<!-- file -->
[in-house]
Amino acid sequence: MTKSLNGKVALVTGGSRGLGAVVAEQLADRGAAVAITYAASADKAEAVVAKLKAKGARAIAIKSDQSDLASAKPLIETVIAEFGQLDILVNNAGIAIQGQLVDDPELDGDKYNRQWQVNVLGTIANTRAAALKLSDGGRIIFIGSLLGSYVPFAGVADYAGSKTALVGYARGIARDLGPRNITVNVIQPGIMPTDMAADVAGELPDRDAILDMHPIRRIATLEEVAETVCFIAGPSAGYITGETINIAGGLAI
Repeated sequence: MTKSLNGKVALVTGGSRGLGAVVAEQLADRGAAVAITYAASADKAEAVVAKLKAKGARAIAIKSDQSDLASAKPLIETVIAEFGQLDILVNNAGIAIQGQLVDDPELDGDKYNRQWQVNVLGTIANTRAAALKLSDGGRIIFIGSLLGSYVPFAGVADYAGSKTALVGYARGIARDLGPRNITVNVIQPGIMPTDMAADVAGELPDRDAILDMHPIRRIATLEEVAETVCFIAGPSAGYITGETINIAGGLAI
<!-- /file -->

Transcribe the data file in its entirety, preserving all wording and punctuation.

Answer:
[in-house]
Amino acid sequence: MTKSLNGKVALVTGGSRGLGAVVAEQLADRGAAVAITYAASADKAEAVVAKLKAKGARAIAIKSDQSDLASAKPLIETVIAEFGQLDILVNNAGIAIQGQLVDDPELDGDKYNRQWQVNVLGTIANTRAAALKLSDGGRIIFIGSLLGSYVPFAGVADYAGSKTALVGYARGIARDLGPRNITVNVIQPGIMPTDMAADVAGELPDRDAILDMHPIRRIATLEEVAETVCFIAGPSAGYITGETINIAGGLAI
Repeated sequence: MTKSLNGKVALVTGGSRGLGAVVAEQLADRGAAVAITYAASADKAEAVVAKLKAKGARAIAIKSDQSDLASAKPLIETVIAEFGQLDILVNNAGIAIQGQLVDDPELDGDKYNRQWQVNVLGTIANTRAAALKLSDGGRIIFIGSLLGSYVPFAGVADYAGSKTALVGYARGIARDLGPRNITVNVIQPGIMPTDMAADVAGELPDRDAILDMHPIRRIATLEEVAETVCFIAGPSAGYITGETINIAGGLAI